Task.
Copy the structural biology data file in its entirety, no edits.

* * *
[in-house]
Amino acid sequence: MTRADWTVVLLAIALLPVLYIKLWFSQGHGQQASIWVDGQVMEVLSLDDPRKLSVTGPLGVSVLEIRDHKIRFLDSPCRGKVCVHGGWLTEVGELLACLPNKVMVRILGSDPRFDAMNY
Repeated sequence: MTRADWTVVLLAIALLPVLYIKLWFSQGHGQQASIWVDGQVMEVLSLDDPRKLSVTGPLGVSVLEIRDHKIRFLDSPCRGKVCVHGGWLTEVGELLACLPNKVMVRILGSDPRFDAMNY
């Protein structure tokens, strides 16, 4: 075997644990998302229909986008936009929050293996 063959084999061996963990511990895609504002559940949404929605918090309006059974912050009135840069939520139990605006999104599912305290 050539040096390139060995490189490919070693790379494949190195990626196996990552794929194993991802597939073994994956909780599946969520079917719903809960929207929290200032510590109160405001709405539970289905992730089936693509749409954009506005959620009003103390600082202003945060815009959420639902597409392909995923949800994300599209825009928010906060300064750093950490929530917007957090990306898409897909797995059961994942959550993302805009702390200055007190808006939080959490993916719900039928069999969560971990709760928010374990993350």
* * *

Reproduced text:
[in-house]
Amino acid sequence: MTRADWTVVLLAIALLPVLYIKLWFSQGHGQQASIWVDGQVMEVLSLDDPRKLSVTGPLGVSVLEIRDHKIRFLDSPCRGKVCVHGGWLTEVGELLACLPNKVMVRILGSDPRFDAMNY
Repeated sequence: MTRADWTVVLLAIALLPVLYIKLWFSQGHGQQASIWVDGQVMEVLSLDDPRKLSVTGPLGVSVLEIRDHKIRFLDSPCRGKVCVHGGWLTEVGELLACLPNKVMVRILGSDPRFDAMNY
């Protein structure tokens, strides 16, 4: 075997644990998302229909986008936009929050293996 063959084999061996963990511990895609504002559940949404929605918090309006059974912050009135840069939520139990605006999104599912305290 050539040096390139060995490189490919070693790379494949190195990626196996990552794929194993991802597939073994994956909780599946969520079917719903809960929207929290200032510590109160405001709405539970289905992730089936693509749409954009506005959620009003103390600082202003945060815009959420639902597409392909995923949800994300599209825009928010906060300064750093950490929530917007957090990306898409897909797995059961994942959550993302805009702390200055007190808006939080959490993916719900039928069999969560971990709760928010374990993350």